As for the rotation … Hmm, squint a little harder. More. Keep going until your eyes are firmly closed, actually.

Freddie Peralta struck out 210 hitters last year — no, don’t open your eyes just yet. Brandon Woodruff will miss the entire year after shoulder surgery, leaving Wade Miley, Colin Rea, Jakob Junis and DL Hall. They’re all big-leaguers, but it’s hardly the glory days of a few years back.

I think the ceiling for this team is a wild-card contender. The floor? The floor is lava. Avoid the floor.

Key departures: MGR Craig Counsell, RHP Corbin Burnes, OF/1B Mark Canha, C Vic Caratini, LHP Andrew Chafin, 3B Josh Donaldson, RHP Adrian Houser, LHP Eric Lauer, 1B Darin Ruf, 1B Carlos Santana, OF Tyrone Taylor, 1B Rowdy Tellez, INF Abraham Toro, LHP Justin Wilson, OF Jesse Winker

Key arrivals: MGR Pat Murphy, 1B/OF Jake Bauers, RHP Taylor Clarke, C Eric Haase, LHP DL Hall, 1B Rhys Hoskins, LHP Bryan Hudson, RHP Jakob Junis, INF Joey Ortiz, RHP Joe Ross, C Gary Sánchez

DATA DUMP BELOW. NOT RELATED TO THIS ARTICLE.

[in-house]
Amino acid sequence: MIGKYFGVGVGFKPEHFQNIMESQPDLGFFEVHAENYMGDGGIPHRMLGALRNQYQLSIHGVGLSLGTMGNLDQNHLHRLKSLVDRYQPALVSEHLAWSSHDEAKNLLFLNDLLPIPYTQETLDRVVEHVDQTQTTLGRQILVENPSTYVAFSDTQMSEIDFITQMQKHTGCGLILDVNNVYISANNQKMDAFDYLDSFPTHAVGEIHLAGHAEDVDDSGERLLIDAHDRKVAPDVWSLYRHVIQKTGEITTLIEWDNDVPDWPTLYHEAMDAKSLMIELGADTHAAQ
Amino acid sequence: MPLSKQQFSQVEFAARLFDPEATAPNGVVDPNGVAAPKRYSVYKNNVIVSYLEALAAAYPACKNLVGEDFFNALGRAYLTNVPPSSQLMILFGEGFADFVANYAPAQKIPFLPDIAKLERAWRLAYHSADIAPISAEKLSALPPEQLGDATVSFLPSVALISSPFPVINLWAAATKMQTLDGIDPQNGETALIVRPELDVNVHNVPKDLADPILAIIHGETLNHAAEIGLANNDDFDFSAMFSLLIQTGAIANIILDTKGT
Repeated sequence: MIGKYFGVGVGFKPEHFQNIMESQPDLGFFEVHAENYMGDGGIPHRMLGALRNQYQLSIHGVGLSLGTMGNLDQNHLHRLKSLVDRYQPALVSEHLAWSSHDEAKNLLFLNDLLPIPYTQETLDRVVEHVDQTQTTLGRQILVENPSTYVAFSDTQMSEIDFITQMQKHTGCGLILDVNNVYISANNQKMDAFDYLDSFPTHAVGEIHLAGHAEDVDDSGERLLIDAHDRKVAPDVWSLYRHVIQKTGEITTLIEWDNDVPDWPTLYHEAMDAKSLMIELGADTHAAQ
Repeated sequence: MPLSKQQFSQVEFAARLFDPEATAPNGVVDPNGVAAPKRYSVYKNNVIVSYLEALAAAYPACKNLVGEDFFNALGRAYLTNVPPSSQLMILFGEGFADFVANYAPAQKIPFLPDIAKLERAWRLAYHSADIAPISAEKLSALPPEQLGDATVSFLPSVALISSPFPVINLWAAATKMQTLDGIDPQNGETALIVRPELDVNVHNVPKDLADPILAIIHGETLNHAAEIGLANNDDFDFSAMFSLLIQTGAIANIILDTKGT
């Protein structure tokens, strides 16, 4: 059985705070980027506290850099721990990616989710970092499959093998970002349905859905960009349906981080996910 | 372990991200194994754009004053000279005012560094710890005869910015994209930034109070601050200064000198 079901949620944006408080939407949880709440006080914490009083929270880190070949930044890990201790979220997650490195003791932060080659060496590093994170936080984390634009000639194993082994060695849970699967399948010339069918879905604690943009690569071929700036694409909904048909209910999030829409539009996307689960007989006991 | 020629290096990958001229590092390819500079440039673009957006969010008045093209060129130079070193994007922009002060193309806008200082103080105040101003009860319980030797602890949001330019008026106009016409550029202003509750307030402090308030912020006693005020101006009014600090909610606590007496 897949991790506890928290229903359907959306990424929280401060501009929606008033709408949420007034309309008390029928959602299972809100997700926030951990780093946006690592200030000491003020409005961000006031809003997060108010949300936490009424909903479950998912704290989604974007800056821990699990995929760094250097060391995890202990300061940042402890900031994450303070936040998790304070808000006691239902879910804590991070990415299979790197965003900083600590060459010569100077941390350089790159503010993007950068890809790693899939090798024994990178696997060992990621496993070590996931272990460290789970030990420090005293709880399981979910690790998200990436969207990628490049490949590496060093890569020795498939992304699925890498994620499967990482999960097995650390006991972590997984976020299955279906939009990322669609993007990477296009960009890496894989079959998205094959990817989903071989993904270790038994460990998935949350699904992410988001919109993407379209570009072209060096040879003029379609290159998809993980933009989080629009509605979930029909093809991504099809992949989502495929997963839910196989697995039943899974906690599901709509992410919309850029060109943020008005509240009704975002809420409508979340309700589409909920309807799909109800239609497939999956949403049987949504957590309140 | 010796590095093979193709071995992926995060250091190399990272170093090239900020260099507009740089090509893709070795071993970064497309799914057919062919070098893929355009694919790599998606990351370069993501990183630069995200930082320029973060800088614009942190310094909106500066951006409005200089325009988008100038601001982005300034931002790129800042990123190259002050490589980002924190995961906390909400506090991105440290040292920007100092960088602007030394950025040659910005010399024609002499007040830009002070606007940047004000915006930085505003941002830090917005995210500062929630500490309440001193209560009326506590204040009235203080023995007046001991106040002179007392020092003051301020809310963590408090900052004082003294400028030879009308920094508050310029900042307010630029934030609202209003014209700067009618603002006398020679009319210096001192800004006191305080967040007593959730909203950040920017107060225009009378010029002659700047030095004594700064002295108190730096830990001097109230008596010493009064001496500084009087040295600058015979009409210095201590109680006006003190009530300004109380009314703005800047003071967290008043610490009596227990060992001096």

Prospect corner: If you’re looking for less-squinty optimism, Keith Law’s list of top 20 Brewers prospects is pretty stacked, headed up by Chourio, who Law has as the No. 2 prospect in the sport. Five other Brewers prospects also made that top 100 list.

Handshakes and High Fives

If you love The Windup (newsletter), please welcome The Windup (podcasts), including Starkville, The Roundtable, and Stephen Nesbitt’s Friday Show (probably not the official name). For details (and a logo of a cool robot), click here!

There are no active players with 300 wins, 500 home runs, or 3,000 hits. Jayson Stark asks: who could change that?

More previews! Our staff takes a look at the AL Central and NL Central.

Dan Hayes digs in on the moment Pablo López became an elite pitcher: when he discovered his sweeper.

MLB The Show: video game? Or scouting tool? Both, says Eno Sarris.

Just in time for Opening Day, the Power Rankings are back. The top two won’t surprise you. The order … also probably won’t surprise you. (But maybe it will?)

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(Top file photo of Shohei Ohtani and Ippei Mizuhara: Christian Petersen / Getty Images)